Strong rise in Czech manufacturing output continues into 2018, despite March slowdown
- Czech manufacturing growth eases in March, in line with weaker German production expansion
- Q1 2018 sees fastest overall expansion in production since Q1 2011
- Job creation remains steep, despite reports of ongoing labour shortages
The Czech manufacturing sector started 2018 in rude health. Latest PMI survey data indicates that the average monthly growth in output over the first three months of the year was the strongest since Q1 2011. Although the rate of expansion eased in March, new business from abroad increased strongly, reflecting robust demand from European markets. However, companies have reported that recent supplier constraints and delays in the delivery of inputs have dampened output growth.
Although outside the eurozone, the Czech Republic has strong ties to large European markets including Germany, notably through the automobiles manufacturing sector. It is therefore no surprise that wider economic trends are often mirrored in the Czech economy. In addition, the recent peaks in the German manufacturing sector seem to have directly preceded multi-year production highs in the Czech Republic.
Export markets drive growth
A key export industry for Czech manufacturers is the automobiles and auto parts sector, with motor vehicles accounting for 29% of total Czech exports in 2016 (the latest year for which complete data are available). In the final months of 2017 and into the start of 2018, IHS Markit EU Sector PMI data indicated a sharp upturn in output growth within this industry. A notable expansion among EU counterparts can then be traced through to the IHS Markit Czech Republic Manufacturing PMI New Orders Index, which almost reached an eight-year high in December, with growth remaining sharp in the following months. The two indexes exhibit a correlation of 0.74.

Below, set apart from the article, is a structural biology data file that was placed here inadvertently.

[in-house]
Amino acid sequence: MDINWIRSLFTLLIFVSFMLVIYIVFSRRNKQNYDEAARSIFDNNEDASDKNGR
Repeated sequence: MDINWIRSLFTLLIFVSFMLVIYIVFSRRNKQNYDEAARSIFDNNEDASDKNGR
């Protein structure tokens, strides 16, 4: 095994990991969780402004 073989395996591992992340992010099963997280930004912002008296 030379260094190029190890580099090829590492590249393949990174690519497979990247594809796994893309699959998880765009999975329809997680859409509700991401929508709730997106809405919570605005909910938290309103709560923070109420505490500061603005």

A more direct relationship, however, can be seen when comparing the Czech Republic Manufacturing PMI Output Index against that for Germany. Over the course of the series' history, the two indices have been closely linked, with trends in Germany seeming to slightly precede those in the Czech Republic. This trend is in line with the Czech Republic ranking seventh among largest importers to Germany, and also a large producer of goods and parts for the automobile industry.
Outlook surveys give greater insight
As demonstrated in the charts above, the strong relationship between the Czech Republic and large European economies, particularly Germany, suggests that by observing the movements of these economies we are given a greater insight into how demand for Czech goods may change.
Anecdotal evidence from the March IHS Markit Czech Republic Business Outlook report (covering February survey data) reflected some concerns regarding future overheating of the economy, and a domino effect which could arise following hypothetical slower growth in the automotive sector. Such sentiments were repeated in the German Business Outlook report, although it is important to say that output expectations for the coming 12 months remained strong in both countries.
Future expectationsThe relationship between the Czech Republic and the wider European area can help explain some of the driving forces behind overall manufacturing growth; however, it is not the only contributing factor. Domestic supply pressures and demand growth remain key, particularly from external markets. Additionally, ongoing reports of labour shortages will continue to be influential in determining growth potential over the coming year, as panellists continue to highlight problems finding sufficiently skilled labour.
Forthcoming economic data releases:
- 23 April: IHS Markit Germany Flash Composite PMI (April)
- 2 May: IHS Markit Czech Republic Manufacturing PMI (April)
IHS Markit Germany Manufacturing PMI (April)
- 7 May: Czech Industrial Production Y-o-Y (March)
Sian Jones, Economist, Economic Indices, IHS Markit
Tel: +44 1491 461017
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